Teddy Roosevelt, prior to the Great Die Up had proclaimed cattle ranching “the pleasantest, healthiest and most exciting phase of American existence.” After the winter of 1887, he wrote to a friend, “Well, we have had a perfect smashup all through the cattle country of the northwest. The losses are crippling. For the first time I have been utterly unable to enjoy a visit to my ranch. I shall be glad to get home.”

Not a very happy story, but a true one that forever changed the face of ranching.

Prairie Cold

I’m no stranger to cold weather. I was born in northern Idaho and I was there for the record cold temperature of -42°F in 1968. My dad was in college and we lived in a house with no insulation to speak of. My bedroom window, frame and all, would occasionally fall into my room if the front door was shut too hard and the nail holding it in wasn’t adjusted just right. I remember my mom putting so many blankets on my bed during that cold snap that once I was under them, I could barely move. The horses started running because of the cold and broke through the fence into the wheat fields. They had to be caught. Good times.

Cows coming in to drink -20F. 

 

Then I moved to northern Nevada, which is also very cold in the winter. On my daughter’s sixth birthday, we woke up to temperatures of -34°F. The pipes were frozen, the truck wouldn’t start. We had a birthday celebration booked at the local McDonald’s. Fortunately, my friend’s truck did start and she was able to pick us up and take us to the party while my husband dealt with hairdryers, heat tapes and engine block heaters.

This fall I moved to Montana. I thought I was ready for the low temperatures—the record so far has been -24°F—but I’d forgotten just how face-burning cold this place can be when one has to go outside a lot. It felt different than the Nevada cold, which made no sense, since we also had numerous below zero days there. A kid at the Mac store in Bozeman cleared it all up for me.  He mentioned that the cold must be a change. I assured him that we had cold weather in Nevada and he quickly said, “That’s desert cold. This is prairie cold.”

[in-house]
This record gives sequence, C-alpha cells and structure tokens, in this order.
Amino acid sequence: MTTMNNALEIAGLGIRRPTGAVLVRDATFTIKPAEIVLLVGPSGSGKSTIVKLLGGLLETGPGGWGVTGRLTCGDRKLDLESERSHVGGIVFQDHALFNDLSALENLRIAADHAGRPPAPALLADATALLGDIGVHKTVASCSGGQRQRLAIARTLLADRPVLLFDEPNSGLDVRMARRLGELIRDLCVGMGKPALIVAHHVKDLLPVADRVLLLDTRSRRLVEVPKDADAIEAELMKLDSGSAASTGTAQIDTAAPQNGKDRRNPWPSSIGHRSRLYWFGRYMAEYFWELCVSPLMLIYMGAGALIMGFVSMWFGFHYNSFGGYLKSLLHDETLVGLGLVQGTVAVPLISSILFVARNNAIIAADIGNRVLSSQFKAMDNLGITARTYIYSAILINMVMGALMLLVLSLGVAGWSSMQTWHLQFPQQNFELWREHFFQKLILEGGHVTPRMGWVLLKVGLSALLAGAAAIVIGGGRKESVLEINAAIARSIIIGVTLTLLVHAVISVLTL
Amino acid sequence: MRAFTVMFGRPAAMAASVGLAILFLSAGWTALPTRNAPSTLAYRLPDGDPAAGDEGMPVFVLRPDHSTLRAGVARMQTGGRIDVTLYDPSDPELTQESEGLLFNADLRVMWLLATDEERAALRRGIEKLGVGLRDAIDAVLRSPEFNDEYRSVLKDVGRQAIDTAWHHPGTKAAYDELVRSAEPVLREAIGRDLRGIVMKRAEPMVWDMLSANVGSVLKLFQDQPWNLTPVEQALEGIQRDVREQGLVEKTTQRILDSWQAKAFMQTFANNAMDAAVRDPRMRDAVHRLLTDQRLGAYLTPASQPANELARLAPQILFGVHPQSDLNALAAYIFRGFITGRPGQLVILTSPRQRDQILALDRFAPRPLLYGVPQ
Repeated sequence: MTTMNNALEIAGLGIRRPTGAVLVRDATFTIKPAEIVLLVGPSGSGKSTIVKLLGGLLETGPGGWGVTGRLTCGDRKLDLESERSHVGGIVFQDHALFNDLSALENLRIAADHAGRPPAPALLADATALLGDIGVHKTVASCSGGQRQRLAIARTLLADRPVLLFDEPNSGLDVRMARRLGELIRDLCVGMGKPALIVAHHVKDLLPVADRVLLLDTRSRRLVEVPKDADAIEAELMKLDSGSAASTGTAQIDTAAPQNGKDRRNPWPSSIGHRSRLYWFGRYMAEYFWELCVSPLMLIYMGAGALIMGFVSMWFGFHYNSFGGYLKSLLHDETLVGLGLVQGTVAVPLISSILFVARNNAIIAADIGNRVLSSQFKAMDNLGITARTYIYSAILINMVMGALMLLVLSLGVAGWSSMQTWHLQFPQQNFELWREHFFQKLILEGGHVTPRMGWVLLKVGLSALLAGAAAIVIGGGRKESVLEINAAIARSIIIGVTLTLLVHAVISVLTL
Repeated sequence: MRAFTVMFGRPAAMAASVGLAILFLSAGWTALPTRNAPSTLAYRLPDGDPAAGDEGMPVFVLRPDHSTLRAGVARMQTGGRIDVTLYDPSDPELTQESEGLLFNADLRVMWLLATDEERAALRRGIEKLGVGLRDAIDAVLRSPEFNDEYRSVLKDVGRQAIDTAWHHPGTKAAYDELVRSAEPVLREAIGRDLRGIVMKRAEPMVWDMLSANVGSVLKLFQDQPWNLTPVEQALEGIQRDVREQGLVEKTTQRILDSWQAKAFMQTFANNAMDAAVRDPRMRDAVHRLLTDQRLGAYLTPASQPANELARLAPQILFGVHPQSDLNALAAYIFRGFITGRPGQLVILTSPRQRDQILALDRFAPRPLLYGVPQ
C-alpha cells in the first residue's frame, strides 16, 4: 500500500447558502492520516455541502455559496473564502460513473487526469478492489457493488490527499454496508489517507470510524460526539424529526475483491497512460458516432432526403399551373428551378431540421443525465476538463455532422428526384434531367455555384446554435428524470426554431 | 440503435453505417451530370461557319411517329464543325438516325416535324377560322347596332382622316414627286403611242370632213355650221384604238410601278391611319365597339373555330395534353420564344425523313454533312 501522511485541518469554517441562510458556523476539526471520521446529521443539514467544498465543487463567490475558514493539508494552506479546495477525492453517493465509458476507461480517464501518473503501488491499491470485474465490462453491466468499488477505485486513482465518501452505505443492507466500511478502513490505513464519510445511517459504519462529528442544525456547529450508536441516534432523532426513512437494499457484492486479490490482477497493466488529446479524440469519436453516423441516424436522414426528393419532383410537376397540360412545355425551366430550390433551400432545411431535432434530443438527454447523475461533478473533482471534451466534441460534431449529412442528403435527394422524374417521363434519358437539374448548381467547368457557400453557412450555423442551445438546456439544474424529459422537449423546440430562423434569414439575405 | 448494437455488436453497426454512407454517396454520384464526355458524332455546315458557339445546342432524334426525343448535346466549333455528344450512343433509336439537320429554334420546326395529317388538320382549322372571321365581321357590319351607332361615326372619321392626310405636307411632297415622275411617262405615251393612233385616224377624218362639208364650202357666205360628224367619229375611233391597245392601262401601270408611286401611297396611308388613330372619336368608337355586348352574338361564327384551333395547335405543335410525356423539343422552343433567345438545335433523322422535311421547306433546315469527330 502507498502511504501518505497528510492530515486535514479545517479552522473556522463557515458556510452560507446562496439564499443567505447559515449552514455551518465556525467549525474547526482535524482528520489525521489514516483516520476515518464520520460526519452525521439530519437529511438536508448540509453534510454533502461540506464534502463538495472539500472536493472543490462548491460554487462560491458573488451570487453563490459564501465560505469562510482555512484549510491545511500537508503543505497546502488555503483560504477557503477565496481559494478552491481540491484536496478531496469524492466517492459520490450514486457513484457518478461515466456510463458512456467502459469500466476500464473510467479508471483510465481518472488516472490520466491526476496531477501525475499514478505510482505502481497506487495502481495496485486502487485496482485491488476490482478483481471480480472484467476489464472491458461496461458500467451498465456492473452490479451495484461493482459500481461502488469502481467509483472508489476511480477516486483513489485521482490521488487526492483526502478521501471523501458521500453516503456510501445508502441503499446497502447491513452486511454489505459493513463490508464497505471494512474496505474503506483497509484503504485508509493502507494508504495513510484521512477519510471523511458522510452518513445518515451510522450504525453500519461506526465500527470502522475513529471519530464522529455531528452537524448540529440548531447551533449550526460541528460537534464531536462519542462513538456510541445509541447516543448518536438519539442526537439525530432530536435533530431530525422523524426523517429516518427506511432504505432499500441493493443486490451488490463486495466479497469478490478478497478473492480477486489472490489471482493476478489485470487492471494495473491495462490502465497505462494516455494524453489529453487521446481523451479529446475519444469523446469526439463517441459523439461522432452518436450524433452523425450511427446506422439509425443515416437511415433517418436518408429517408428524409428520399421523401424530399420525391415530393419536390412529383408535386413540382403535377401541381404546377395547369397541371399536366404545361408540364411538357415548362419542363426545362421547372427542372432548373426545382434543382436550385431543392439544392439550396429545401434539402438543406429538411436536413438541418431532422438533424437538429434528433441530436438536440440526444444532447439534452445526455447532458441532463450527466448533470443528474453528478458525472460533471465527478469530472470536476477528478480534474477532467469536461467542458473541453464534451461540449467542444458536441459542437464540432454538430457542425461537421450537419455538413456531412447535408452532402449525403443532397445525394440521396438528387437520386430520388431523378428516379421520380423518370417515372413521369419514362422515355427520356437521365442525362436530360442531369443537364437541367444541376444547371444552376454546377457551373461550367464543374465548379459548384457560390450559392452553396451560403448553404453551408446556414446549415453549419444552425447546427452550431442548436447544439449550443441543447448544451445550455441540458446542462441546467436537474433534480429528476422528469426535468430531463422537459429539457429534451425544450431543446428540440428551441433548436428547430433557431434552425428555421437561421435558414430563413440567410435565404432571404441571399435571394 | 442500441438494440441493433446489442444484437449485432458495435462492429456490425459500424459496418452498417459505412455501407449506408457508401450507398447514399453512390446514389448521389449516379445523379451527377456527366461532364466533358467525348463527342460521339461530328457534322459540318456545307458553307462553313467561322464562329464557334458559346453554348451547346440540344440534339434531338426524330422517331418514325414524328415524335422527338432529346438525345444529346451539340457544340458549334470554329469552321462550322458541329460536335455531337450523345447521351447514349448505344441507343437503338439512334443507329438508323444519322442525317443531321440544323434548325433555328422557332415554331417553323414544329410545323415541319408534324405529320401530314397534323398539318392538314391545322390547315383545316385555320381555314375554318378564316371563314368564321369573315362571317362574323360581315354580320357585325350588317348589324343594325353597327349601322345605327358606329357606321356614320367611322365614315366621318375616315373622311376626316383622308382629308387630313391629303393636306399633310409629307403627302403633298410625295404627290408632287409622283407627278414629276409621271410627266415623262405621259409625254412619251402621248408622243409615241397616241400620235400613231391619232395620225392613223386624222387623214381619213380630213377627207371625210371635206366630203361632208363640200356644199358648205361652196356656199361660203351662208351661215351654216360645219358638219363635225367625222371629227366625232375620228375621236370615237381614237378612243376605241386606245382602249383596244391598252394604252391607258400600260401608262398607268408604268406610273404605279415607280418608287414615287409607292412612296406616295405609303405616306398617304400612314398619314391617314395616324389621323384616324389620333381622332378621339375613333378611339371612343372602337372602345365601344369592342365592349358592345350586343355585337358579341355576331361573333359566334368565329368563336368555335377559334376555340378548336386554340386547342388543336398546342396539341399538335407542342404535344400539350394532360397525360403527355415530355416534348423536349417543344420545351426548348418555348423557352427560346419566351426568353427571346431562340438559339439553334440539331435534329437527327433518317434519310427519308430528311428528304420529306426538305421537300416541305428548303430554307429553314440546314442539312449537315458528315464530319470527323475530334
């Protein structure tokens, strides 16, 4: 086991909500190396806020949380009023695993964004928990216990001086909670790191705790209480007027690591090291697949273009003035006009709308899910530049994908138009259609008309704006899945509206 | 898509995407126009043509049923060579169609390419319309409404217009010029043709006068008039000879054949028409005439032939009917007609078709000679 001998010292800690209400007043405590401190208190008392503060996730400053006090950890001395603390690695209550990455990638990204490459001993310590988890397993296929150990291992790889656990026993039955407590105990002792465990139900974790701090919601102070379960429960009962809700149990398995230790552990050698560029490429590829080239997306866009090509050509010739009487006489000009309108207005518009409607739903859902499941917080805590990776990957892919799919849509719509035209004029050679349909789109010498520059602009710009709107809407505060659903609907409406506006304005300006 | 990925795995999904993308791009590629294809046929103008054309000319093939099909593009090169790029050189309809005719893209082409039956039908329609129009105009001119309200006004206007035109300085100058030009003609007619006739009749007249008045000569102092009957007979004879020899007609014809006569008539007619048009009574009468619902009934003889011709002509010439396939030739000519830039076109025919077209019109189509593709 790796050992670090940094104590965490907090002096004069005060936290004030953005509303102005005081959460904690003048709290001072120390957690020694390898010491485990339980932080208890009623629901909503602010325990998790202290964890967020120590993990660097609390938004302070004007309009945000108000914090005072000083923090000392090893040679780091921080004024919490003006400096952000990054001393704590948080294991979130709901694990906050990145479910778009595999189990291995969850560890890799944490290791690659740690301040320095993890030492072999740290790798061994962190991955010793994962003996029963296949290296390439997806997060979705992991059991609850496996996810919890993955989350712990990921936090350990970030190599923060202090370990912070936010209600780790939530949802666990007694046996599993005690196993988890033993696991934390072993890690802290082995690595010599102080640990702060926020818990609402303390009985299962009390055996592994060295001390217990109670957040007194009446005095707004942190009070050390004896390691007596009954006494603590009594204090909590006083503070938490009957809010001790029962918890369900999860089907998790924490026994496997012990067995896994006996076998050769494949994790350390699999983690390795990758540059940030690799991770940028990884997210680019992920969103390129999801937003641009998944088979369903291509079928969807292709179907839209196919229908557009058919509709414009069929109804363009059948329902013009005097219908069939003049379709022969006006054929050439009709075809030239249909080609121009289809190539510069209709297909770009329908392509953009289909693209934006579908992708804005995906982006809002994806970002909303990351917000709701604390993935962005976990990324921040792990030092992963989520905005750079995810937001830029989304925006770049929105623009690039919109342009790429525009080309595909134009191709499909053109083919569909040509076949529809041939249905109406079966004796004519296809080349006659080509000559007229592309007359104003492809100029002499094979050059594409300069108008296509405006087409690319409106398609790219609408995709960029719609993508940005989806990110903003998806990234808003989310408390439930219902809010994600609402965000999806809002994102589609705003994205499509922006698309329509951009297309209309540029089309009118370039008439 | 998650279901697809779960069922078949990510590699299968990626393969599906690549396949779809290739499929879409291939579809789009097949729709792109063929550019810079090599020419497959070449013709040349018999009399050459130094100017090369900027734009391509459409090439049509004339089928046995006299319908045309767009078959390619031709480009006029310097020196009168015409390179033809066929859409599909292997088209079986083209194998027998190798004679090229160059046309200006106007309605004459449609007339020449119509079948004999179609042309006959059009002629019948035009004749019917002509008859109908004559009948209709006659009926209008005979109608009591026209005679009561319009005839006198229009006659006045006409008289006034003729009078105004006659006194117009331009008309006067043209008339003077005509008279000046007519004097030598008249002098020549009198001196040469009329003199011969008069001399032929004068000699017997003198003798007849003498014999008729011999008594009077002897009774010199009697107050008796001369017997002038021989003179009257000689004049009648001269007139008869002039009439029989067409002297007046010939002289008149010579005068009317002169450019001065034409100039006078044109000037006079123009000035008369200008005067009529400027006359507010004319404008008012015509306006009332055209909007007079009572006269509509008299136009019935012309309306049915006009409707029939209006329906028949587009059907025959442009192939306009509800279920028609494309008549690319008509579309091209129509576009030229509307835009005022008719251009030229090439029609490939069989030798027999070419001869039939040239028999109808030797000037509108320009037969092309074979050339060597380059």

He’s right. Prairie cold is colder—which got me wondering about how in the world did the early settlers on the prairie–and I’m thinking the wind-whipped prairies with no mountains in sight–stay warm in those little cabins and sod houses with no wood to stoke the fires? The answer is cattle and buffalo chips and hay twists. The chips are, of course, dried bovine dung. The hay twists are bundles of dry grass twisted together. Both of these fuels burn hot, creating a lot of ash. The fire needs tended full time. One excerpt I read talked about one family member leaving the cabin with a bucket of ashes every time another came in with a load of fuel.

The following excerpt illustrates the ongoing battle of staying warm and cooking with cattle chips.

“Here is the rundown of the operations that mother went through when making baking powder biscuits. … Stoke the stove, get out the flour sack, stoke the stove, wash your hands, mix the biscuit dough, stoke the stove, wash your hands, cut out the biscuits with the top of a baking powder can, stoke the stove, wash your hands, put the pan of biscuits in the oven, keep on stoking the stove until the biscuits are done (not forgetting to wash the hands before taking up the biscuits).”

— From Western Story: The Recollections of Charley O’Kieffe,

1884-1898. Lincoln: U of N Press, 1960.

I am in awe of the men, women and children who weathered the prairie winters back in the day in order to build a better life. I’d like to think I’m tough enough to have endured, as my great-grandmother did, but I’m also very glad I don’t have to find out for real.

What about you? Do you think you could have handled a prairie winter in a cabin or sod house?

Petticoats & Pistols © 2015